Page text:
From 6th April 2008 wild caught Roman Snails Helix pomatia will be protected from intentional taking, injury or killing, as well as possession and sale.
This whole saga started way back at the end of 2001 when JNCC invited the Conchological Society to submit proposals regarding the fourth review of the Wildlife and Countryside Act, 1981. After consultations the proposal was sent for the addition of the two species H. pomatia and the freshwater bivalve Sphaerium solidum together with the removal of two others, Paludinella littorina and Thyasira gouldi.
In December 2002 it was learnt that the Joint Nature Conservation Committee (JNCC) were recommending that H. pomatia be added to Schedule 5, although they rejected the addition of Sphaerium solidum (pleasingly it now has BAP Priority status as a result of our BAP campaign!) and had also decided to avoid the removal of any species from the Act.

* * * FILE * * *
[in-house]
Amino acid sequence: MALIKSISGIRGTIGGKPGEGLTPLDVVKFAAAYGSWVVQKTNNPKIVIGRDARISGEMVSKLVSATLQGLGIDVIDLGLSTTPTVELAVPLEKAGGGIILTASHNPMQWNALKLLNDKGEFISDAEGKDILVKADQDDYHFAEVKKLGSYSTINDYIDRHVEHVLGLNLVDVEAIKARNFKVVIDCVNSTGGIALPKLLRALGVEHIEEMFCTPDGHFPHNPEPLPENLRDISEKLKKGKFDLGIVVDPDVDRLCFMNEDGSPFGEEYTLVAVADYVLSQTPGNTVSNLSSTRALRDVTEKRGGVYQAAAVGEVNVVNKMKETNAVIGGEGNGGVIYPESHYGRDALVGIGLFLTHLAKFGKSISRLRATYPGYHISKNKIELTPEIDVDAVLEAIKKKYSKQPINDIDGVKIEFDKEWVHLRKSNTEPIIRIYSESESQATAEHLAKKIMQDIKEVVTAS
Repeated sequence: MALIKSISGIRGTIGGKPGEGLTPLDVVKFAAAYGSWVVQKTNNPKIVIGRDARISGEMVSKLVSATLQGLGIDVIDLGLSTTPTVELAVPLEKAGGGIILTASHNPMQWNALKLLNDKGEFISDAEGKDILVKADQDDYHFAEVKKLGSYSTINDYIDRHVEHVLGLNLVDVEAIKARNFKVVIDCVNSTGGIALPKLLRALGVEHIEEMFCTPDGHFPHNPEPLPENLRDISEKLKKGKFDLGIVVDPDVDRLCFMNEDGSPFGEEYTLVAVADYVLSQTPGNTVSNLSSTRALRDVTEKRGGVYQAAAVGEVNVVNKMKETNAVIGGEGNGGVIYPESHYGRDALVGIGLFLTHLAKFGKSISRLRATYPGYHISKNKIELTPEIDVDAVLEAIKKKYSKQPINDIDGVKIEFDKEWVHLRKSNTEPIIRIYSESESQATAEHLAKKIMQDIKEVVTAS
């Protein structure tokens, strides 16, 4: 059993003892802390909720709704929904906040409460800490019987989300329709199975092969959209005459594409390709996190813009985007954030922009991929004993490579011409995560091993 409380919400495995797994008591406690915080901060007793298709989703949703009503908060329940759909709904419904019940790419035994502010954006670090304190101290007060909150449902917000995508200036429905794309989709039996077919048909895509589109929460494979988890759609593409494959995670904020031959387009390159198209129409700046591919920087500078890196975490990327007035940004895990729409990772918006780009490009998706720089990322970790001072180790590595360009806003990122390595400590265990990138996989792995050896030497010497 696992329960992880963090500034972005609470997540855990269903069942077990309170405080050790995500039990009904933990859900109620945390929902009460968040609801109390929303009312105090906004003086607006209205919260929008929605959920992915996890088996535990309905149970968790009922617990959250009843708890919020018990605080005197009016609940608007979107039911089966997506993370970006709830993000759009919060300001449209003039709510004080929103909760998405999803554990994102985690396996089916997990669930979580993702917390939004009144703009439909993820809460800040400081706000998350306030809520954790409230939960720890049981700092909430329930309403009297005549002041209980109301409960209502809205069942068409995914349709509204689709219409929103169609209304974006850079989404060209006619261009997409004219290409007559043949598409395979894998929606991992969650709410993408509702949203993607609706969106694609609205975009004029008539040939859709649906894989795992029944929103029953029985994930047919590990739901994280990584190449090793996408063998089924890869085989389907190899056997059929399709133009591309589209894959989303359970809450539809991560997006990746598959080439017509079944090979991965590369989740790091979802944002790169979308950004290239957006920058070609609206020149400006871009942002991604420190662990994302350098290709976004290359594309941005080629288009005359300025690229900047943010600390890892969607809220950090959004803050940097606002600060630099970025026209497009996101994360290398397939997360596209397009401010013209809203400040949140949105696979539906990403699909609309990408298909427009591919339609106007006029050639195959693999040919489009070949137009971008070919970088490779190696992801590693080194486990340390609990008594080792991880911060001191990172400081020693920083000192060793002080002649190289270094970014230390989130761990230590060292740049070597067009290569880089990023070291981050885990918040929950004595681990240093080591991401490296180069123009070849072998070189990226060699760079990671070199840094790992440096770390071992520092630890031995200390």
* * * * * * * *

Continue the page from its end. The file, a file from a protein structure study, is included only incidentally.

All seemed well until, following a long wait; we learnt in early 2005 that DEFRA, whilst not rejecting Helix pomatia, had nevertheless placed it into a ‘neutral’ category pending wider consultations. Apparently they were concerned about the commercial impact upon the restaurant trade. Informed opinion was of the belief that this would rapidly lead to Roman Snails being dropped from WCA consideration. At this point an urgent fact finding exercise was undertaken to see exactly what ‘top’ restaurants actually served in the ‘escargots’ line, who were their suppliers and where did they get their snails. The results are very interesting and did not involve the use of any ‘native’ wild-caught H. pomatia.
As a result, a robust defence was sent to DEFRA together with the first proposal documents. We were also given valued support from Buglife. Then we waited for another 3 years until last week’s good news.